The success of The Garrick Gaieties opened up doors for Richard Rodgers and Lorenz Hart. Although they had tried to get Dearest Enemy produced before, those who were considered to be “in the know” had thought that a musical by a relatively untried songwriting team that dealt with an apparently trivial event during the American Revolutionary War would never fly. But with a hit like “Manhattan” behind them, Dearest Enemy suddenly became a viable proposition. With a book by Herbert Fields, direction by John Murray Anderson, the direction of the libretto by Charles Sinclair and Harry Ford and dance and ensemble direction by Carl Hemmer, the show ended up running for 286 performances. The show made Helen Ford a star and how much of that had to do with her entrance wearing only a barrel is up for conjecture!
At the centre of Dearest Enemy is the historic incident of how Mary Lindley Murray detained the British troops in her home, thereby allowing 4000 American soldiers to sneak past and assemble in Washington Heights in 1776. Fields threw in a couple of fictional love stories, between Jane, Mary’s daughter, and Harry Tyron, the British general’s son and between Betsy Burke, Mary’s niece, and Sir John Copeland, a British captain, and Rodgers and Hart gave them all a sunny score through which all and sundry could be romanced.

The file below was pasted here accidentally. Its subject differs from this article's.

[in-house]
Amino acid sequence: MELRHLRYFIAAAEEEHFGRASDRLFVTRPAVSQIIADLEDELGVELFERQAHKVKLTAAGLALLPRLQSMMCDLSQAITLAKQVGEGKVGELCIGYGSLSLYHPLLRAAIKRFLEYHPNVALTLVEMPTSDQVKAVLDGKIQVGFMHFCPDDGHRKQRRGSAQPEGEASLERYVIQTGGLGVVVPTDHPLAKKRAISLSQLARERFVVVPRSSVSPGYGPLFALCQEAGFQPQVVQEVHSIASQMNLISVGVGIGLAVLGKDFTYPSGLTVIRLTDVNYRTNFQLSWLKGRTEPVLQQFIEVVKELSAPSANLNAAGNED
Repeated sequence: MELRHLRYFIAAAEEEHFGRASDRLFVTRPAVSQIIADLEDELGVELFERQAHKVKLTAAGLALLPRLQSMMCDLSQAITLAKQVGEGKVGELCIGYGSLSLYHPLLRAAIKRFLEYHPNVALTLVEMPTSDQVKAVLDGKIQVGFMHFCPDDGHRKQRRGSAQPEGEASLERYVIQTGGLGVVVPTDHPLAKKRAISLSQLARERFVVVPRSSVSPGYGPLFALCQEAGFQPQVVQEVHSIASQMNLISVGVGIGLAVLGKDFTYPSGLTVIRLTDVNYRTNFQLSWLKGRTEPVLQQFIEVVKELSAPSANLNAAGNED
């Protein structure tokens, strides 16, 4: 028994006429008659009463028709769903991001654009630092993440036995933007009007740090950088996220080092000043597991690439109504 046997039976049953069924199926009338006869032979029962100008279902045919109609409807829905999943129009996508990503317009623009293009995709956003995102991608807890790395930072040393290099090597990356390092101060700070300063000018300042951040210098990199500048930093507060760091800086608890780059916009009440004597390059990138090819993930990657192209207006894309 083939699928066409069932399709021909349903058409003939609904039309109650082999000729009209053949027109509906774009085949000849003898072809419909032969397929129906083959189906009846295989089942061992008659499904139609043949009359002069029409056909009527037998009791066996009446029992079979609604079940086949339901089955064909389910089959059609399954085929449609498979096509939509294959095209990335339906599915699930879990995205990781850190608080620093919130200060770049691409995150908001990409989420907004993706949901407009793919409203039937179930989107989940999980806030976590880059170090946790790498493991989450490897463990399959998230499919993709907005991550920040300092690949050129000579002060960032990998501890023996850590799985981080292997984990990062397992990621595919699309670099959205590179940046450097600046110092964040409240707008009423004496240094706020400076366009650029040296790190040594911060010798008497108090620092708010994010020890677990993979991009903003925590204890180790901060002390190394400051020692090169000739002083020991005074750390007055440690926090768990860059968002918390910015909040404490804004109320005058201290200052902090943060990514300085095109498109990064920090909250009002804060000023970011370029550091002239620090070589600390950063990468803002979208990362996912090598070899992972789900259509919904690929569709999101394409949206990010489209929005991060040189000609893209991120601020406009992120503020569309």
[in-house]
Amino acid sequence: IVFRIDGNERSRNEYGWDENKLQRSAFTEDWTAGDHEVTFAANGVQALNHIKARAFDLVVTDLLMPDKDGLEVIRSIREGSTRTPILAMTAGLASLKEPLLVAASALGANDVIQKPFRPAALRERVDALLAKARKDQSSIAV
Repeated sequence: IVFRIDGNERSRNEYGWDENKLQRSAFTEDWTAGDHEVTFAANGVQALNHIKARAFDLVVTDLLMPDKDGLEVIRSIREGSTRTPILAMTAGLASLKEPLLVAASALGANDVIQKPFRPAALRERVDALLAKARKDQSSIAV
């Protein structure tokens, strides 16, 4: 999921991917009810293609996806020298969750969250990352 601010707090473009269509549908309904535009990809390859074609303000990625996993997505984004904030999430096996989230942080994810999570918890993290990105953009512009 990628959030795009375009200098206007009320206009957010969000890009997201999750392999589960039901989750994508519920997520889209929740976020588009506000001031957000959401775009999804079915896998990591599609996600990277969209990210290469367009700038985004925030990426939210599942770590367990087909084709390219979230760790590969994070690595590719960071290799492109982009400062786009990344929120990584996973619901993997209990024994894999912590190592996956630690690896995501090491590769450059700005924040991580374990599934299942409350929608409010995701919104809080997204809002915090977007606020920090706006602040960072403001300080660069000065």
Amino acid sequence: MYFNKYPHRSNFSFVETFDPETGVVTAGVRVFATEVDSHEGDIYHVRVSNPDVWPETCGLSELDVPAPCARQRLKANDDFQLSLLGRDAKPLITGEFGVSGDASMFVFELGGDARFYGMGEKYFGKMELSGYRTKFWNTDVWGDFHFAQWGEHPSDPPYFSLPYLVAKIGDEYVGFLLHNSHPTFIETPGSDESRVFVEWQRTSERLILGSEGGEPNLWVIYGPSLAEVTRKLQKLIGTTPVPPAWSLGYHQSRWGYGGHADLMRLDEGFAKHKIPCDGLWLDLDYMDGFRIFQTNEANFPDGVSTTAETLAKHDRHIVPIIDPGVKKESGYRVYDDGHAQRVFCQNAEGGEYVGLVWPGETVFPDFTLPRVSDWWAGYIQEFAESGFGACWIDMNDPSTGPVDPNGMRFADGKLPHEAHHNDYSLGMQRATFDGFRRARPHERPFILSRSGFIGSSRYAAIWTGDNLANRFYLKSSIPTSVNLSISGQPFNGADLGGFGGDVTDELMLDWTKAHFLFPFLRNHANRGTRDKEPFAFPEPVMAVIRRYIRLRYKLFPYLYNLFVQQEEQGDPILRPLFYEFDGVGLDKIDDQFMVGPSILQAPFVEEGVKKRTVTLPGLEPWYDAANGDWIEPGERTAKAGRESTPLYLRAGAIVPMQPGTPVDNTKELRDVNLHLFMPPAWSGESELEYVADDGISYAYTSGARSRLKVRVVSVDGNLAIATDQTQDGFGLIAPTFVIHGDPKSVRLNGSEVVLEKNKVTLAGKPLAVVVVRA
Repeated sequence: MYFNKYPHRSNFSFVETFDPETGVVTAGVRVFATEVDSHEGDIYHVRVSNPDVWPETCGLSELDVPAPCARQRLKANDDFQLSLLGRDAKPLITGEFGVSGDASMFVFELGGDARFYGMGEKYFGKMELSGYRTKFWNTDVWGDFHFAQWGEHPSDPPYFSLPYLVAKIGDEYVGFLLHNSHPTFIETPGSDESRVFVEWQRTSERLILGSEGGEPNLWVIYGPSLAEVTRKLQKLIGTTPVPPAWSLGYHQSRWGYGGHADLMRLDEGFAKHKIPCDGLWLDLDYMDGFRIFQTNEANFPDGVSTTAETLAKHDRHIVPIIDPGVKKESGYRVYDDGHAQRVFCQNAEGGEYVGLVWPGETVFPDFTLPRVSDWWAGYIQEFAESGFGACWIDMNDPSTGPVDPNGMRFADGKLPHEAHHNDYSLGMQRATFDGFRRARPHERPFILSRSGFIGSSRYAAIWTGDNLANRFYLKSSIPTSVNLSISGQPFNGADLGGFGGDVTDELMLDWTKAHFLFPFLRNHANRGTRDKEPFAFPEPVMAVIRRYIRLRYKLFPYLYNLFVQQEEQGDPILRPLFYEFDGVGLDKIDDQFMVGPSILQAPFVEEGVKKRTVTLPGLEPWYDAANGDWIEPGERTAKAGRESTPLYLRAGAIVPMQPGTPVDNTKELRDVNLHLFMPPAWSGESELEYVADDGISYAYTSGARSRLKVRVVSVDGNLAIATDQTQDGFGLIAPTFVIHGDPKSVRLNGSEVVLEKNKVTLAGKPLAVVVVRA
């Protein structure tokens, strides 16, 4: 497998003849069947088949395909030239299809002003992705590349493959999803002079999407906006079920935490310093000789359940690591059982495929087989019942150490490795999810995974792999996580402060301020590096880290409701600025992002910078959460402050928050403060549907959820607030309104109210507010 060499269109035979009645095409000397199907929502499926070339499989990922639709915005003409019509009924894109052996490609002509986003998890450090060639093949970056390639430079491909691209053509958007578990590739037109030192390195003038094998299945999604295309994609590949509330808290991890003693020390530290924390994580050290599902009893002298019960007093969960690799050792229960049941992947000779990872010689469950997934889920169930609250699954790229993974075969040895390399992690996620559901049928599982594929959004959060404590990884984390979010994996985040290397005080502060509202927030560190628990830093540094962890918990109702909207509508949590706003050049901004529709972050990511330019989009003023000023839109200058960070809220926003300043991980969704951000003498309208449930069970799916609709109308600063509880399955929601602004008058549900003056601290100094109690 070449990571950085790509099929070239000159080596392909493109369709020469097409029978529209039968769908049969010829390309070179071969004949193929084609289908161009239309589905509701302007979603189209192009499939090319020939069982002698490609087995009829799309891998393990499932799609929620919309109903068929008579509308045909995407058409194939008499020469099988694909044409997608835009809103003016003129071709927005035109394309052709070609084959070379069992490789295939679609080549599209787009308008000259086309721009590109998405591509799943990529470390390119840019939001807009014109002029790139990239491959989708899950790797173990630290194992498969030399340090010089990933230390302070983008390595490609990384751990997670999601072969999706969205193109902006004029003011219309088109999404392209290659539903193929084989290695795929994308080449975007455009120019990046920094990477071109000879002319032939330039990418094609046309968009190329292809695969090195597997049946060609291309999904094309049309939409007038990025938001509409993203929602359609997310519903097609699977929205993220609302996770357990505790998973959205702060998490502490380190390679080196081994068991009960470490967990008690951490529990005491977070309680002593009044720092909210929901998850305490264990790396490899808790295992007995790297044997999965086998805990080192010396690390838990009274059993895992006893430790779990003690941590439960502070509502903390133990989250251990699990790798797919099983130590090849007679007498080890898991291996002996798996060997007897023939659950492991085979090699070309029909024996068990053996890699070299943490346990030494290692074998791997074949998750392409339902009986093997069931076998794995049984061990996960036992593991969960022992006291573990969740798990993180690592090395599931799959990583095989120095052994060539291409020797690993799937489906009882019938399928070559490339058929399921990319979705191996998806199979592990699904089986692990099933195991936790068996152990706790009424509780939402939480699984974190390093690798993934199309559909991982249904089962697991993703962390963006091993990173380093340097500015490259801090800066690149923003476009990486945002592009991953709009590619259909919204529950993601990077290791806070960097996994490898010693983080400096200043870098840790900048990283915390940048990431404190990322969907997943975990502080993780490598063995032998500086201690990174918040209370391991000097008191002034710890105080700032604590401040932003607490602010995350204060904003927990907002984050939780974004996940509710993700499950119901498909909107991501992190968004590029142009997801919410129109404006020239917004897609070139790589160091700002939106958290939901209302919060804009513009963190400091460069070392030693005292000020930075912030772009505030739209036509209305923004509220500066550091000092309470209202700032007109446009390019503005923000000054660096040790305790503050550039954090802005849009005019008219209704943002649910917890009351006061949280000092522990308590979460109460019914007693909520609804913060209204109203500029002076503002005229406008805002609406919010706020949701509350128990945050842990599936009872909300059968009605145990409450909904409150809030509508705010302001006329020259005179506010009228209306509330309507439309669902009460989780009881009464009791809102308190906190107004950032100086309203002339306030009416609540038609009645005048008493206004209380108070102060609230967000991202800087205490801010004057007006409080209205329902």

It’s nice to have a musical from the 1920s with so much material available to explore. In the 1950s, a television broadcast of the show was flighted and this is now available on DVD – wonderful! A cast recording lifted from the soundtrack of the television special is available, as is a studio recording from the 1980s. Truly wonderful, however, is the 2012 studio cast recording from New World Records, a jam-packed, beautifully performed recording of the score. It has the ring of authenticity in its approach, but it never feels jarring on our modern ear either. It gorgeously showcases the finest moments of the score: its cornerstone, “Here in My Arms,” the characterful and witty “I’d Like to Hide It,” the touching “Bye and Bye” and the catchy and irreverent “Sweet Peter.” Personally, I think it’s an essential cast album in any musical theatre fan’s collection.
Although the history books sadly seem to consider Dearest Enemy somewhat unremarkable, I think it has a bit more joy on offer all told, even more so given the period in which it was created. And with retooled and “new” Gerswhin shows like Crazy For You and Nice Work If You Can Get It surfacing all the time, perhaps it’s time that someone dusted off Dearest Enemy for the audiences of today.
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